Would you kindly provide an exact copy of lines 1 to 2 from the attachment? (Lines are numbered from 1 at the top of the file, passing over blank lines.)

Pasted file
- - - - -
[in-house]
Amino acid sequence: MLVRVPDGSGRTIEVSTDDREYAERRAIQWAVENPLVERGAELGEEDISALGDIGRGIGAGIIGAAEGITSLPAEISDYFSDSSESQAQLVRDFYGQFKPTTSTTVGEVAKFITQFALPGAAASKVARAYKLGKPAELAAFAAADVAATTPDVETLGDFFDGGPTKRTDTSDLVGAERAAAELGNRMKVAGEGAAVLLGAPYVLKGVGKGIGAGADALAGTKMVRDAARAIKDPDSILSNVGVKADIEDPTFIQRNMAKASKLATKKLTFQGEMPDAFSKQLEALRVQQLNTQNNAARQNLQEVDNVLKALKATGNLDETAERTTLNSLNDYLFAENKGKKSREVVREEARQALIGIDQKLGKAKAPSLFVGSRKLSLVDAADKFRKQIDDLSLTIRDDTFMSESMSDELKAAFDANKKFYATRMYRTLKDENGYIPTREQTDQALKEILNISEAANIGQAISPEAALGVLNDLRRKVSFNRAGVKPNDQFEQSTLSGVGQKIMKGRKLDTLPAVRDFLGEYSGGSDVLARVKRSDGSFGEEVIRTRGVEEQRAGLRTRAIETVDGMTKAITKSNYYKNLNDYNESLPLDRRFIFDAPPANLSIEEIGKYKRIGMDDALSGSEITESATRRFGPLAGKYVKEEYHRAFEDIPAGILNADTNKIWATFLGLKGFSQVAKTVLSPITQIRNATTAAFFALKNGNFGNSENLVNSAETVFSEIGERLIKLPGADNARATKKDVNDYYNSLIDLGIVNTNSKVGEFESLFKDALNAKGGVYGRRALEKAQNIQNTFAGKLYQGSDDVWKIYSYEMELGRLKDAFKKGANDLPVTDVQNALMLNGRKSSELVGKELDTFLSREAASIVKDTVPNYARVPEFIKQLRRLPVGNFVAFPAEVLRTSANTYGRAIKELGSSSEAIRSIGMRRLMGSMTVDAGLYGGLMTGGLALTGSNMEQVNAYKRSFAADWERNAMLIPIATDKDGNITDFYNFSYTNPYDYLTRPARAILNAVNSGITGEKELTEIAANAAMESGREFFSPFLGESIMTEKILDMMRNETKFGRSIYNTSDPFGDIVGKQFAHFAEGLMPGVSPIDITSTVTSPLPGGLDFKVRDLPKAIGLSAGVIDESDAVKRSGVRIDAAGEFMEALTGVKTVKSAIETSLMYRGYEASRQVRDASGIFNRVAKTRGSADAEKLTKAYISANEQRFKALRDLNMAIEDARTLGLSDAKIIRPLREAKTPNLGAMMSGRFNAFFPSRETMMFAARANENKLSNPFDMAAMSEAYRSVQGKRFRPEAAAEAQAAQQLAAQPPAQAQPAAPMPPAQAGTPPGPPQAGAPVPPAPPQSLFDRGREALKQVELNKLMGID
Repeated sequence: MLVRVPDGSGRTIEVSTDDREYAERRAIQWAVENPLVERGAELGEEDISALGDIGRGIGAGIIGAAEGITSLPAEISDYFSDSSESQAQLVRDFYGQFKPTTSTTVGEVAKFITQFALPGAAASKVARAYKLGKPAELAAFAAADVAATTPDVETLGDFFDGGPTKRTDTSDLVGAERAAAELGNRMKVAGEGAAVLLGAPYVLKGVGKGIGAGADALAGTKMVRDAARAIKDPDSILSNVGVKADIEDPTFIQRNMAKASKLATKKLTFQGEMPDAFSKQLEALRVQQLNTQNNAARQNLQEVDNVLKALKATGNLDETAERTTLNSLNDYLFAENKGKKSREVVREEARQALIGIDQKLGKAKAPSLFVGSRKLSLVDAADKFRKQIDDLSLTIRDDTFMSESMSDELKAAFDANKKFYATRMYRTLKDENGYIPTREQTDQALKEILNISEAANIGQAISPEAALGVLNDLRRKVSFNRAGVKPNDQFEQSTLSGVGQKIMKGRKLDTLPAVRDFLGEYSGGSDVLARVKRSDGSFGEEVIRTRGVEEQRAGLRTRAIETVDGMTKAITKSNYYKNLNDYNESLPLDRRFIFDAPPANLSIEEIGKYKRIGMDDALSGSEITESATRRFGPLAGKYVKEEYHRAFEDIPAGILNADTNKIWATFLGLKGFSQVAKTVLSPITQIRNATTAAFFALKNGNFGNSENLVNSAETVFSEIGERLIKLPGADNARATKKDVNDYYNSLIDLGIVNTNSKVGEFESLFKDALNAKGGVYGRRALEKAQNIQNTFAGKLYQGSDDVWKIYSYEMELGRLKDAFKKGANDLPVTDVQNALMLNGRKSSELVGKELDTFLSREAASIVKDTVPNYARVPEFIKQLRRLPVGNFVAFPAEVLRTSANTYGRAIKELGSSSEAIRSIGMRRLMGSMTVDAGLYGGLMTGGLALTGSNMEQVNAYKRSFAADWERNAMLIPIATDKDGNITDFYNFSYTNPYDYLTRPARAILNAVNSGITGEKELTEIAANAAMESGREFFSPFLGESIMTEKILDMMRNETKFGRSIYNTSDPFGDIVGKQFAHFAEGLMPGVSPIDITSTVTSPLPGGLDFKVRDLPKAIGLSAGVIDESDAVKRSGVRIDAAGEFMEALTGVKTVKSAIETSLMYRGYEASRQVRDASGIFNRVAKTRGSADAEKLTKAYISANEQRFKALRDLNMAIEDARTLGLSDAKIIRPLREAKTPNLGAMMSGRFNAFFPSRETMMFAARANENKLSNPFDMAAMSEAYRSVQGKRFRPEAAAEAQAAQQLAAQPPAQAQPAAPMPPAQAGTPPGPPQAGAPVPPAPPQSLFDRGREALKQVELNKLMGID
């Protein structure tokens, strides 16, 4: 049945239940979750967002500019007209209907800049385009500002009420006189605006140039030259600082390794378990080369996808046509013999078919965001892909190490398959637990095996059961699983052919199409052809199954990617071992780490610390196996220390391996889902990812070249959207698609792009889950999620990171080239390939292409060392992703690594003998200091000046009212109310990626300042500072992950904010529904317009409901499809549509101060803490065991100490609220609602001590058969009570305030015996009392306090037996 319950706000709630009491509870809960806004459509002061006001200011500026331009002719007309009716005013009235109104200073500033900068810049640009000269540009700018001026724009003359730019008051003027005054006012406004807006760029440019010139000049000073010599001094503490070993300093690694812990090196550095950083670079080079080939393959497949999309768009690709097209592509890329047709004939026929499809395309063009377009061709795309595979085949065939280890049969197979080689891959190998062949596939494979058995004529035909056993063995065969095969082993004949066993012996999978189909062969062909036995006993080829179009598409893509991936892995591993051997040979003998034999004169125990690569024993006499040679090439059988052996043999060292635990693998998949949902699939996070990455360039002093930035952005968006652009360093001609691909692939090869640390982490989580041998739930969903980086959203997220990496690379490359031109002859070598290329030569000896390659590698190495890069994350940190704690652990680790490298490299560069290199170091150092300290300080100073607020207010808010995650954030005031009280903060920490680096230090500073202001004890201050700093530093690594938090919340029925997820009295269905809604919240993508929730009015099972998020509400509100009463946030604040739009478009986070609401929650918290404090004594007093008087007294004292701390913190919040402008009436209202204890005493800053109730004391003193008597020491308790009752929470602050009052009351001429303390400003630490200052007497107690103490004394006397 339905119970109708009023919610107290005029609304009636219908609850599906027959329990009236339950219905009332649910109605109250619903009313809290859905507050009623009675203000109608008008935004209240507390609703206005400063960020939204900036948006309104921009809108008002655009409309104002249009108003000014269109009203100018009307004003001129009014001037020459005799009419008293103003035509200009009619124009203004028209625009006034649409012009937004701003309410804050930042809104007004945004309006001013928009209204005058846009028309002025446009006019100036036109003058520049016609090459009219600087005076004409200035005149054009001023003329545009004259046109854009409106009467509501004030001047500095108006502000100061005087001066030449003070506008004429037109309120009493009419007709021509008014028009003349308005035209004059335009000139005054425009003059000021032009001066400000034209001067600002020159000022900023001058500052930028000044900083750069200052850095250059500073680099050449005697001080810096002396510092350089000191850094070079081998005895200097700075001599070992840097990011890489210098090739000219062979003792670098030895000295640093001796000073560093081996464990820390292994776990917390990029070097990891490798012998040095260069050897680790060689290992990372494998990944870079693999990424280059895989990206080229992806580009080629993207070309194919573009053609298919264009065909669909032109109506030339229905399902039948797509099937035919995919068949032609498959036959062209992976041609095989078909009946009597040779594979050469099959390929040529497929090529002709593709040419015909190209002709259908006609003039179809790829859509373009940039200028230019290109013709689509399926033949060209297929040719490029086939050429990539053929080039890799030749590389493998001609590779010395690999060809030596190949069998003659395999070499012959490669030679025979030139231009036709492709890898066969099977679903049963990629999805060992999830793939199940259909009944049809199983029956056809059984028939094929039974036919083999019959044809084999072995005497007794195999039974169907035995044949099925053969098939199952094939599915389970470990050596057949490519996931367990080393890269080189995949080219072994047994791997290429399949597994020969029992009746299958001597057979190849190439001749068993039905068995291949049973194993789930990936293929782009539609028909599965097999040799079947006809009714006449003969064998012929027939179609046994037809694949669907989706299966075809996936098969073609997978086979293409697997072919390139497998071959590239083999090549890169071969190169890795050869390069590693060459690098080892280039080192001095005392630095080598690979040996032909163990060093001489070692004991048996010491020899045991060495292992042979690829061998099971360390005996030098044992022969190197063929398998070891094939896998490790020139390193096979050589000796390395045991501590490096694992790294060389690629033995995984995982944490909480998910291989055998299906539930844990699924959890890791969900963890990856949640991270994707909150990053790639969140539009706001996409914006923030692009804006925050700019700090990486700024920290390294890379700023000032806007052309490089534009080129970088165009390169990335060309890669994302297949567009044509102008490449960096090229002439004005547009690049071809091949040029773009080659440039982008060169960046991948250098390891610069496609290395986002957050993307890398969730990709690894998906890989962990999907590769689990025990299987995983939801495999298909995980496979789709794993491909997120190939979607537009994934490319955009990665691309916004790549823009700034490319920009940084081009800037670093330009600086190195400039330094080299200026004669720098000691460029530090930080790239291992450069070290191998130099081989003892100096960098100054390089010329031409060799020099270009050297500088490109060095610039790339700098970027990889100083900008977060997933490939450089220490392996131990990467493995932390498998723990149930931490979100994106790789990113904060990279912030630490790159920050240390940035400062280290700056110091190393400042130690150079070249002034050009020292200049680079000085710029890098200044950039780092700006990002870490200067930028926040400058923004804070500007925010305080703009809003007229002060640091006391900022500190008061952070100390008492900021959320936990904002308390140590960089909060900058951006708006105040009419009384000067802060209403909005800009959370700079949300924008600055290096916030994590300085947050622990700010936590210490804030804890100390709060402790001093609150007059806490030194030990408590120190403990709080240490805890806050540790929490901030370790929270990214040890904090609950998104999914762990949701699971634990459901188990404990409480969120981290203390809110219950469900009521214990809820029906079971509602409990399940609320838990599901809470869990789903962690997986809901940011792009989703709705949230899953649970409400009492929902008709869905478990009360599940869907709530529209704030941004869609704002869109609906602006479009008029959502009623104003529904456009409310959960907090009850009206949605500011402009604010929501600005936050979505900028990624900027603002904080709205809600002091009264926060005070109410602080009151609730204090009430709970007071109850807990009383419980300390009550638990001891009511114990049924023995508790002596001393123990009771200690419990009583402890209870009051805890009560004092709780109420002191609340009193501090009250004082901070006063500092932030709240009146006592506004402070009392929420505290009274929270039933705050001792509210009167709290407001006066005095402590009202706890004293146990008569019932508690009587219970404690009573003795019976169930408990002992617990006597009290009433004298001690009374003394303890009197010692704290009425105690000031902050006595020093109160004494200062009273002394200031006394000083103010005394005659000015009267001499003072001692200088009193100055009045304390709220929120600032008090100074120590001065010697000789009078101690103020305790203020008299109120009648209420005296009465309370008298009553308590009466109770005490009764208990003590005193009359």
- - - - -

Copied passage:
[in-house]
Amino acid sequence: MLVRVPDGSGRTIEVSTDDREYAERRAIQWAVENPLVERGAELGEEDISALGDIGRGIGAGIIGAAEGITSLPAEISDYFSDSSESQAQLVRDFYGQFKPTTSTTVGEVAKFITQFALPGAAASKVARAYKLGKPAELAAFAAADVAATTPDVETLGDFFDGGPTKRTDTSDLVGAERAAAELGNRMKVAGEGAAVLLGAPYVLKGVGKGIGAGADALAGTKMVRDAARAIKDPDSILSNVGVKADIEDPTFIQRNMAKASKLATKKLTFQGEMPDAFSKQLEALRVQQLNTQNNAARQNLQEVDNVLKALKATGNLDETAERTTLNSLNDYLFAENKGKKSREVVREEARQALIGIDQKLGKAKAPSLFVGSRKLSLVDAADKFRKQIDDLSLTIRDDTFMSESMSDELKAAFDANKKFYATRMYRTLKDENGYIPTREQTDQALKEILNISEAANIGQAISPEAALGVLNDLRRKVSFNRAGVKPNDQFEQSTLSGVGQKIMKGRKLDTLPAVRDFLGEYSGGSDVLARVKRSDGSFGEEVIRTRGVEEQRAGLRTRAIETVDGMTKAITKSNYYKNLNDYNESLPLDRRFIFDAPPANLSIEEIGKYKRIGMDDALSGSEITESATRRFGPLAGKYVKEEYHRAFEDIPAGILNADTNKIWATFLGLKGFSQVAKTVLSPITQIRNATTAAFFALKNGNFGNSENLVNSAETVFSEIGERLIKLPGADNARATKKDVNDYYNSLIDLGIVNTNSKVGEFESLFKDALNAKGGVYGRRALEKAQNIQNTFAGKLYQGSDDVWKIYSYEMELGRLKDAFKKGANDLPVTDVQNALMLNGRKSSELVGKELDTFLSREAASIVKDTVPNYARVPEFIKQLRRLPVGNFVAFPAEVLRTSANTYGRAIKELGSSSEAIRSIGMRRLMGSMTVDAGLYGGLMTGGLALTGSNMEQVNAYKRSFAADWERNAMLIPIATDKDGNITDFYNFSYTNPYDYLTRPARAILNAVNSGITGEKELTEIAANAAMESGREFFSPFLGESIMTEKILDMMRNETKFGRSIYNTSDPFGDIVGKQFAHFAEGLMPGVSPIDITSTVTSPLPGGLDFKVRDLPKAIGLSAGVIDESDAVKRSGVRIDAAGEFMEALTGVKTVKSAIETSLMYRGYEASRQVRDASGIFNRVAKTRGSADAEKLTKAYISANEQRFKALRDLNMAIEDARTLGLSDAKIIRPLREAKTPNLGAMMSGRFNAFFPSRETMMFAARANENKLSNPFDMAAMSEAYRSVQGKRFRPEAAAEAQAAQQLAAQPPAQAQPAAPMPPAQAGTPPGPPQAGAPVPPAPPQSLFDRGREALKQVELNKLMGID